Oscillatory activity of the electrical potentials recorded in the brain is believed to be essential for the proper processing of information. In recent years, high frequency oscillations (HFO >130 Hz) have been reported in a variety of brain regions and these oscillations are emerging as an important field of research to understand normal and pathological brain states. We have shown previously that HFO also occur in the nucleus accumbens (a brain region implicated, among others in schizophrenia and drug abuse) and can be markedly enhanced by systemic injection of NMDA receptor antagonists. This latter finding is of particular interest since subanesthetic doses of NMDA receptor antagonists, such as ketamine, are used widely to model certain aspects of schizophrenia in both humans and experimental animals. Therefore, understanding the nature of the abnormal oscillatory activity in this experimental model may shed light on the underlying neural network disturbances associated with schizophrenia.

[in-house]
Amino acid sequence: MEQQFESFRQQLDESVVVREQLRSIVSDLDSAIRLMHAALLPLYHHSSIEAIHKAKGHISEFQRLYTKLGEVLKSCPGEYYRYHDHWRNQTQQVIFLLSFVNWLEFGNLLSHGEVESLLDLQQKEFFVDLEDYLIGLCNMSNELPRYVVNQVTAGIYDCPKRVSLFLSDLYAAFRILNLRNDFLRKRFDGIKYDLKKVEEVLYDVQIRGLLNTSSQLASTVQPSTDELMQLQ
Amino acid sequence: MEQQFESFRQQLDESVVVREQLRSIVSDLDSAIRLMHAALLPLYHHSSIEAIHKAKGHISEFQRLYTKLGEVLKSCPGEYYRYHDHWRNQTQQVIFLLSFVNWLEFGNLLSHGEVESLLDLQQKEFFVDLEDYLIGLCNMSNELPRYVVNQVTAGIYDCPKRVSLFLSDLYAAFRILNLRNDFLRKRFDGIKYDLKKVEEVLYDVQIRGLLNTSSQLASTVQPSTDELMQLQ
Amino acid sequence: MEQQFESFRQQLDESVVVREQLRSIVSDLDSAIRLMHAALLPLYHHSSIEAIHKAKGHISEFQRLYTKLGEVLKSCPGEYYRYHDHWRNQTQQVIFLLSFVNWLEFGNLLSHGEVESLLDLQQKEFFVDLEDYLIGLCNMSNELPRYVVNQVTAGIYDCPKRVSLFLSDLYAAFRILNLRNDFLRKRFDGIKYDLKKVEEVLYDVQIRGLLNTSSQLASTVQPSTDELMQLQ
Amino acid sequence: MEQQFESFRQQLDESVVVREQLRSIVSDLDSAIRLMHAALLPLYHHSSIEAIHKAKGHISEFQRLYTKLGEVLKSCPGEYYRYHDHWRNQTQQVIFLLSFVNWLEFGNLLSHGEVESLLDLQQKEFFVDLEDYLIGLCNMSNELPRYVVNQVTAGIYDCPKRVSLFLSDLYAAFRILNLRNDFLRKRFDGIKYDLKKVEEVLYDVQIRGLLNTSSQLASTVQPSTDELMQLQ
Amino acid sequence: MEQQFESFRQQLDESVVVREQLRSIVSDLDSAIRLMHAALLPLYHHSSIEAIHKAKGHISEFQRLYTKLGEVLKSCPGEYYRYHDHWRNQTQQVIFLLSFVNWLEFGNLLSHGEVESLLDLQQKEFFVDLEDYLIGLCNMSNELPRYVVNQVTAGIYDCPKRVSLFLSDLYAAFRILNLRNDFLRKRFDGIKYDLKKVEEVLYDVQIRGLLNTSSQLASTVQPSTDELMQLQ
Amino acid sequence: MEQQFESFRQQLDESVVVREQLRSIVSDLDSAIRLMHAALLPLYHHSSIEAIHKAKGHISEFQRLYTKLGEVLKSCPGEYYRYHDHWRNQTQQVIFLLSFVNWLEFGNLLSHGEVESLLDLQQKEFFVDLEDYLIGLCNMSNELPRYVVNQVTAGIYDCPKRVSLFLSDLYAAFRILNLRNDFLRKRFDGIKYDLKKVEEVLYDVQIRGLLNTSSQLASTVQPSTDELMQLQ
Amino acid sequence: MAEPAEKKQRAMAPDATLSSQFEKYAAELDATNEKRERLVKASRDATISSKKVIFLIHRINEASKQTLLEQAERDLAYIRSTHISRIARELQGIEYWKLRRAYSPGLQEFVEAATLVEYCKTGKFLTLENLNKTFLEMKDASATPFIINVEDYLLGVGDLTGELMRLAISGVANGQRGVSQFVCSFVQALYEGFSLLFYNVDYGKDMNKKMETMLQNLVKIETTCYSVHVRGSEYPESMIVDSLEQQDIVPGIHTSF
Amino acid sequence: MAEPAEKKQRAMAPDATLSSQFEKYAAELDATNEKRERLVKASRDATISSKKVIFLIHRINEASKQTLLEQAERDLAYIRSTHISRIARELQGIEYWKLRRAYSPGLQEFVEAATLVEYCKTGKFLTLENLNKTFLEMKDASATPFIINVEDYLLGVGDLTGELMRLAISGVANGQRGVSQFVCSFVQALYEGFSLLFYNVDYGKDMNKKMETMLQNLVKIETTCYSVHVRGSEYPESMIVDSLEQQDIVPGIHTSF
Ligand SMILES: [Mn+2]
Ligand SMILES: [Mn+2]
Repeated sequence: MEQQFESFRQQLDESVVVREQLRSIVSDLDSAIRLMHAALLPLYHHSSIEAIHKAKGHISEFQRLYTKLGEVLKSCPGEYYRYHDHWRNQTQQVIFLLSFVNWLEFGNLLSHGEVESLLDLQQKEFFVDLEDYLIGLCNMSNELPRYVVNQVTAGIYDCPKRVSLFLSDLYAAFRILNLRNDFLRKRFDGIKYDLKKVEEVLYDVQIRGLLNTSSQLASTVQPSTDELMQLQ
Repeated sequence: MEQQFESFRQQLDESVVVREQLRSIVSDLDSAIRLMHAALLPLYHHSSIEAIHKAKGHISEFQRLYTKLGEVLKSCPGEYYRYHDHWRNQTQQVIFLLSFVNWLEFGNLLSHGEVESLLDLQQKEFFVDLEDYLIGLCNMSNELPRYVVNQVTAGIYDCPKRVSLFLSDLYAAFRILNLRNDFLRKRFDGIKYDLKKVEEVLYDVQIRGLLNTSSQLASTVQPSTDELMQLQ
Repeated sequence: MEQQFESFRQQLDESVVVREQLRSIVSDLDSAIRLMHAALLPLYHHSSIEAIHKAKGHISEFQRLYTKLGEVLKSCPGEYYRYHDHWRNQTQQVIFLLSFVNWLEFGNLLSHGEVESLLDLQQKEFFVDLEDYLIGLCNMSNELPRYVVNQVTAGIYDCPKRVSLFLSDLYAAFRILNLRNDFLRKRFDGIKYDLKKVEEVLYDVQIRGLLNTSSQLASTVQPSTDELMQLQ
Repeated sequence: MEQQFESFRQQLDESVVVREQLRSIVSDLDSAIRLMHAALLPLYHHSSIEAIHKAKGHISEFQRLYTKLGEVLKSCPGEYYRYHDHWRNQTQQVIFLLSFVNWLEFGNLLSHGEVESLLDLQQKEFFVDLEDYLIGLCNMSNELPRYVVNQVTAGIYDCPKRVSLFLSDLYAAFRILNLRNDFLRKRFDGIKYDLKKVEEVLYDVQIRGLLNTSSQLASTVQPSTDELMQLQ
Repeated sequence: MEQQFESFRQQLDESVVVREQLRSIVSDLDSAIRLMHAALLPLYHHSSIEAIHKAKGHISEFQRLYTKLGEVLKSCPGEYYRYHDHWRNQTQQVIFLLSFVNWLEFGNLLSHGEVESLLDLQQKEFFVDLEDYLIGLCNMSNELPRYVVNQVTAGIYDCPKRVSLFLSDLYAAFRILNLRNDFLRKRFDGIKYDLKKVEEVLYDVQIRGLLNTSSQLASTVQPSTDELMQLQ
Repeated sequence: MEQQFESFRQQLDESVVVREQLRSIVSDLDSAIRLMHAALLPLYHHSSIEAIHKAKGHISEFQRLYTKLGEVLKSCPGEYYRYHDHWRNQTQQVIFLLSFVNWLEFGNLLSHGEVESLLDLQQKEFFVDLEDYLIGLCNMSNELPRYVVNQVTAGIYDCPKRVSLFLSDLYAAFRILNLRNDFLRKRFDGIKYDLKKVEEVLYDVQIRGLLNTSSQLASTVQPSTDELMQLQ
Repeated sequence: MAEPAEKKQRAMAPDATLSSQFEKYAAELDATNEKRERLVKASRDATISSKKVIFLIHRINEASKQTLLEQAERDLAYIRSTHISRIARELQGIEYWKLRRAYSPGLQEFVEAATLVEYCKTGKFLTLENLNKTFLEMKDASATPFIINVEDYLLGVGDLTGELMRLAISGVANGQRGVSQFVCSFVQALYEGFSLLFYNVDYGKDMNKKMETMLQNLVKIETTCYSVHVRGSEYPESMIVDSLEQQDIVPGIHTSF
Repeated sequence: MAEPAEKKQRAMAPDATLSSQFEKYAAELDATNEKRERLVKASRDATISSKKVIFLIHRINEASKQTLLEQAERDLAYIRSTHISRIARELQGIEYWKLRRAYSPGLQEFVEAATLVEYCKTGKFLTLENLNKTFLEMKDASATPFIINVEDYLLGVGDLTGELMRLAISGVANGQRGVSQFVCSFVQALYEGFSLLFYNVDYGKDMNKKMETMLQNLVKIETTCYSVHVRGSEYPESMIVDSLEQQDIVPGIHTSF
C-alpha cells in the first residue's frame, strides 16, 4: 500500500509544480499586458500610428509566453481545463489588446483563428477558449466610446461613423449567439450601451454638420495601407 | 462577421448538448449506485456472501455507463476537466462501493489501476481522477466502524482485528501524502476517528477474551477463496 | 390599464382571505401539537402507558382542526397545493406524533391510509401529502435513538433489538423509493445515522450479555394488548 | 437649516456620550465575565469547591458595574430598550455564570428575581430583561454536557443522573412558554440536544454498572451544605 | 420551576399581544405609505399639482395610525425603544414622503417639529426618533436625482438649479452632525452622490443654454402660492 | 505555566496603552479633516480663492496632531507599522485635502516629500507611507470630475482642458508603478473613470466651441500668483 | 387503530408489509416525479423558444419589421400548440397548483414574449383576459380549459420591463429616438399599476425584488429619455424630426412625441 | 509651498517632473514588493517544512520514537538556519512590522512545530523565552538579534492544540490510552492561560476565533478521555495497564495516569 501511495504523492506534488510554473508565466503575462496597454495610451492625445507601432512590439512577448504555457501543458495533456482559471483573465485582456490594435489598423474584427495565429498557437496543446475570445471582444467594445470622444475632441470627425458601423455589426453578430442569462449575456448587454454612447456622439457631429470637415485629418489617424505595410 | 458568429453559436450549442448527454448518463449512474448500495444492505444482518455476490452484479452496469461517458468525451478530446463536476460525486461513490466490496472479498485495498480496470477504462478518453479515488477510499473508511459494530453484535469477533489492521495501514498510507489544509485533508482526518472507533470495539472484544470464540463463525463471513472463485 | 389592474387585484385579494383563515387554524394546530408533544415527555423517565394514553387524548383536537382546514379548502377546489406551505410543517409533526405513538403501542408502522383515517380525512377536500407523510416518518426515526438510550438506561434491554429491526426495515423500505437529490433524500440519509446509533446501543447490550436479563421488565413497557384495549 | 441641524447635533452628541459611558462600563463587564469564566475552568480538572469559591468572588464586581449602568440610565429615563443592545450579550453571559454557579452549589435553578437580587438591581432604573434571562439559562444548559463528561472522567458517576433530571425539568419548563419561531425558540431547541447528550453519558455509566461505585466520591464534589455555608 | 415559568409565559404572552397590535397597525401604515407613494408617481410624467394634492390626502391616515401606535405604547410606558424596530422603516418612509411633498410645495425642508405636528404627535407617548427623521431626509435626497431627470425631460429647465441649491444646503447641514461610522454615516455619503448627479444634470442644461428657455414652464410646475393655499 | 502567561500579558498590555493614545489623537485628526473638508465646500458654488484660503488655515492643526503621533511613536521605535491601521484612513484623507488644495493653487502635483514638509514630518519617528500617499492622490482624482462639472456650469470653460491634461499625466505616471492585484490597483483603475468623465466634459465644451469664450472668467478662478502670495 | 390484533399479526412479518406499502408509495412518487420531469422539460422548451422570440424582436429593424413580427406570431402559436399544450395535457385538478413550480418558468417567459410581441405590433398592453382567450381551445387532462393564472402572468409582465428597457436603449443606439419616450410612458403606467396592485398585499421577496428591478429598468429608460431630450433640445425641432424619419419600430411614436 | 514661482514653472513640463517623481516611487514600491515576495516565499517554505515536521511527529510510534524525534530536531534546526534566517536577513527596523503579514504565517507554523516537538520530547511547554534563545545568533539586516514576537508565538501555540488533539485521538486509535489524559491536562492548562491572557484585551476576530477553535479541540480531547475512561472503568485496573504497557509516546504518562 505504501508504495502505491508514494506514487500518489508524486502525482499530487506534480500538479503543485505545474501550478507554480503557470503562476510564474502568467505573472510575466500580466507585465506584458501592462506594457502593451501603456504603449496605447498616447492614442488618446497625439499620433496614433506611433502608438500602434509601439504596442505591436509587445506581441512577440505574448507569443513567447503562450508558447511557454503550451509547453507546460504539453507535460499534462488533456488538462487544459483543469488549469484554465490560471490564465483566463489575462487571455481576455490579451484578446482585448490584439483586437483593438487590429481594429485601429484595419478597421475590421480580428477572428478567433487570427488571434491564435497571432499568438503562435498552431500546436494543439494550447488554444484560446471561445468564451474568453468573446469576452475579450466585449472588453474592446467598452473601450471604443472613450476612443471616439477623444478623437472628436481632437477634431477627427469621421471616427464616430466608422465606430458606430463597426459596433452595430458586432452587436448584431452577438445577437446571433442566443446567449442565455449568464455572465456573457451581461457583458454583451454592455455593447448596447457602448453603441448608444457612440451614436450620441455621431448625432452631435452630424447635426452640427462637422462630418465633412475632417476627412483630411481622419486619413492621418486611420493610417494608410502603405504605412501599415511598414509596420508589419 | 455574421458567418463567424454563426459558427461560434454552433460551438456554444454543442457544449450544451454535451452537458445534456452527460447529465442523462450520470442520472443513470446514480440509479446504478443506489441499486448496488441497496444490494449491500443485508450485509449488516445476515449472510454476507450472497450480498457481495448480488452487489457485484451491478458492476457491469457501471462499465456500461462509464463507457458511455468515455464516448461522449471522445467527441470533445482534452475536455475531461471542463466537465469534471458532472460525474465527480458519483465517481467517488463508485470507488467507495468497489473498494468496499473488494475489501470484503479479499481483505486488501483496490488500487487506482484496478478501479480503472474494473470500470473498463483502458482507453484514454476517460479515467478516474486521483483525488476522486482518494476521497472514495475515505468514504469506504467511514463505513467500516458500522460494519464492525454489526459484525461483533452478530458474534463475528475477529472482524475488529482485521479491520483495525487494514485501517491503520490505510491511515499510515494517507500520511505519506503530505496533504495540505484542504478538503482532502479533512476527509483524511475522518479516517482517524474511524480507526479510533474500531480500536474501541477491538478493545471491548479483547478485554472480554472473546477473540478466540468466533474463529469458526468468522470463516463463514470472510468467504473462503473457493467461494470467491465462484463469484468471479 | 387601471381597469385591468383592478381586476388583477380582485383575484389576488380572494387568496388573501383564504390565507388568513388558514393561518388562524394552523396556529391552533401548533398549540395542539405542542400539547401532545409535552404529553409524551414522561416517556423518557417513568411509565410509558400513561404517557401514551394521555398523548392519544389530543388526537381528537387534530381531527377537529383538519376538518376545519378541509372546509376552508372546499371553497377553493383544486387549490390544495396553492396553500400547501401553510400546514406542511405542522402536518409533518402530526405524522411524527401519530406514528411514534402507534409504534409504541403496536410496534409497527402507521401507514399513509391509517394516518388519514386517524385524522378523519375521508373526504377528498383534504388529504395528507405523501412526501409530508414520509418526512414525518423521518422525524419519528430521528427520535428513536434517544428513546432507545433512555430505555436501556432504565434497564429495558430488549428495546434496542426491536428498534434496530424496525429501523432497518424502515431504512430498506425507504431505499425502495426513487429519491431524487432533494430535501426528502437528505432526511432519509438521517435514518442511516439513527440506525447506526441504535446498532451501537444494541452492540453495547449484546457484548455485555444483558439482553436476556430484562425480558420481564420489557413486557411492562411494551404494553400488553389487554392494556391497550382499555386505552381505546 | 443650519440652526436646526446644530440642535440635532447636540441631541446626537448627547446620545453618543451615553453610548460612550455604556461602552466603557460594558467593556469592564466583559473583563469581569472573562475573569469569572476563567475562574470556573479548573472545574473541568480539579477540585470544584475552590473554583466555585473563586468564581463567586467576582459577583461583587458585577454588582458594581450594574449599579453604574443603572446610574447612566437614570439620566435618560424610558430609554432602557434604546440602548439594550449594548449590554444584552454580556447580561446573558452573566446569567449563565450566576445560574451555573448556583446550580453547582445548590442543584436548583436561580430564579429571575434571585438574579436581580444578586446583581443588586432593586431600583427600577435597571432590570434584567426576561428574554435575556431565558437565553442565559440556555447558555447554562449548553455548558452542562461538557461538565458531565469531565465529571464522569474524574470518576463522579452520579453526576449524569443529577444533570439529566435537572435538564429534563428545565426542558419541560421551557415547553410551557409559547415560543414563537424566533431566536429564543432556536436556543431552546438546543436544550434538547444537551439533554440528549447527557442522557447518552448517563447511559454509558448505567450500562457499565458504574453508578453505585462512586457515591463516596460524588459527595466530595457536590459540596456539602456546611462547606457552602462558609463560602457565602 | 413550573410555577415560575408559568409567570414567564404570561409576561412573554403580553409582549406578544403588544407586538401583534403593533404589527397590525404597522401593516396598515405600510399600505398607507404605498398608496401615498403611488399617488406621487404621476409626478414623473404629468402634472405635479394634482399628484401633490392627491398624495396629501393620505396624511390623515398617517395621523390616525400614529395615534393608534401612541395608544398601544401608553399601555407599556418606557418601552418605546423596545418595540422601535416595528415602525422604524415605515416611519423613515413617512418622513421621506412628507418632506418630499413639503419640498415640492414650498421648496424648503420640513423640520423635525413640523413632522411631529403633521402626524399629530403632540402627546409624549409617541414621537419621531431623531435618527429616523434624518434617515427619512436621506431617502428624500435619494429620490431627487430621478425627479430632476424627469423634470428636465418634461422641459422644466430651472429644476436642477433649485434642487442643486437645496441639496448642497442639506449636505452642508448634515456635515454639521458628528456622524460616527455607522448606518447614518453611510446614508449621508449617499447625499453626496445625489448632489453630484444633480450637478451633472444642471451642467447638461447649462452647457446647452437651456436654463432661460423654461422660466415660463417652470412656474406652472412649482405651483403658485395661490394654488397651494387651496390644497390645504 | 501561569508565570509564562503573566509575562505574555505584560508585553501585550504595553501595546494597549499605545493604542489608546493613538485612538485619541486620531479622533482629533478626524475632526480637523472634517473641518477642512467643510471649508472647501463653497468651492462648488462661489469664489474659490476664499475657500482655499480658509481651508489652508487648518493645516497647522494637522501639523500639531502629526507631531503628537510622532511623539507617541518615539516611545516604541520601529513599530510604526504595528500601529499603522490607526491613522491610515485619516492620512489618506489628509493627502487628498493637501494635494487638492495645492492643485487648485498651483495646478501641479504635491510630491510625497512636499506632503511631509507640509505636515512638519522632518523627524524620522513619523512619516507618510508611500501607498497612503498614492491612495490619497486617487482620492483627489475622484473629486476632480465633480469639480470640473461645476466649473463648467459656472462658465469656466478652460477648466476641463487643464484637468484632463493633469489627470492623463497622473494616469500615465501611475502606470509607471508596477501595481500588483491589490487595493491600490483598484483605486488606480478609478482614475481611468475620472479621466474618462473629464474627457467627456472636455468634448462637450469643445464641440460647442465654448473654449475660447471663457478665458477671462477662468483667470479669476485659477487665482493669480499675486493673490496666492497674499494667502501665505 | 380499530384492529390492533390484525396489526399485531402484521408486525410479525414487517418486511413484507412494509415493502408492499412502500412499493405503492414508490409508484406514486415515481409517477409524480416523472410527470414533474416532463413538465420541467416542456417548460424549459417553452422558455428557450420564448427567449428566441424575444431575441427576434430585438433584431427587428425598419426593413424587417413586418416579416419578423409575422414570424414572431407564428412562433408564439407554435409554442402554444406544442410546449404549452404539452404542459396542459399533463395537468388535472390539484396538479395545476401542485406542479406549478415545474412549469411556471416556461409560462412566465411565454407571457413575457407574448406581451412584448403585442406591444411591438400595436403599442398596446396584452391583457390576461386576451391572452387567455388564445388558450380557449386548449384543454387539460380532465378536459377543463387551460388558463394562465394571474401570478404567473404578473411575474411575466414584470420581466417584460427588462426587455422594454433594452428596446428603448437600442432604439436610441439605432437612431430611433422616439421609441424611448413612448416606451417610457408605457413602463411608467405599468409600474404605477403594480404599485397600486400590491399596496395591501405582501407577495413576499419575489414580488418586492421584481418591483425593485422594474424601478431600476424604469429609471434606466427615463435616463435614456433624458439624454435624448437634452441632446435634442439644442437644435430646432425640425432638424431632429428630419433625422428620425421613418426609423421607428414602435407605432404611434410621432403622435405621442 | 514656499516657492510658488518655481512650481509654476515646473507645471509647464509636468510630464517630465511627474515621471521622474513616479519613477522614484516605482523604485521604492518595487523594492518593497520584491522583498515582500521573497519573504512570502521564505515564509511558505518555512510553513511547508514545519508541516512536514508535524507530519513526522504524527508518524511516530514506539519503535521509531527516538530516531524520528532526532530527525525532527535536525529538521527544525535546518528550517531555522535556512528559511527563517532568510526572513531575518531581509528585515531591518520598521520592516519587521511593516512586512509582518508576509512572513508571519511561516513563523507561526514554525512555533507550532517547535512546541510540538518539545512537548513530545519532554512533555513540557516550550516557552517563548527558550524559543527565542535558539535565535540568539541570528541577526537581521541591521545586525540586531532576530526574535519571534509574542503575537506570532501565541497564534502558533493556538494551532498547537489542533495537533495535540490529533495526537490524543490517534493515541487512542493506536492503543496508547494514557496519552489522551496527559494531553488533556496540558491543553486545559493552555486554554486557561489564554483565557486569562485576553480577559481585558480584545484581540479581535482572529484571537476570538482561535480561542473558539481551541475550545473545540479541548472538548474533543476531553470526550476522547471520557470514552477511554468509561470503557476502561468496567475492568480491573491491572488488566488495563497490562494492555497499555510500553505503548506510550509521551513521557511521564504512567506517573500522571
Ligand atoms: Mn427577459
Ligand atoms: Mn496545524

In the present study, we show that local injection of the NMDA receptor antagonist, MK801, to the accumbens is sufficient to enhance the power and frequency of HFO, comparable to values after systemic injection. The substantial increase in the amplitude of HFO (typically 10-fold compared to baseline) probably reflects the generation of HFO by more numerous or larger clusters of neurons in the accumbens. Interestingly, we observed no increase in the power of delta and gamma frequency bands, after local injection, indicating NMDA receptor antagonists preferentially enhance HFO in the accumbens. These findings show that NMDA antagonists can act directly to modify the intrinsic circuitry of the accumbens leading to the generation of HFO. Further studies are warranted to determine precisely how this class of compounds influences the activity of individual accumbal neurons.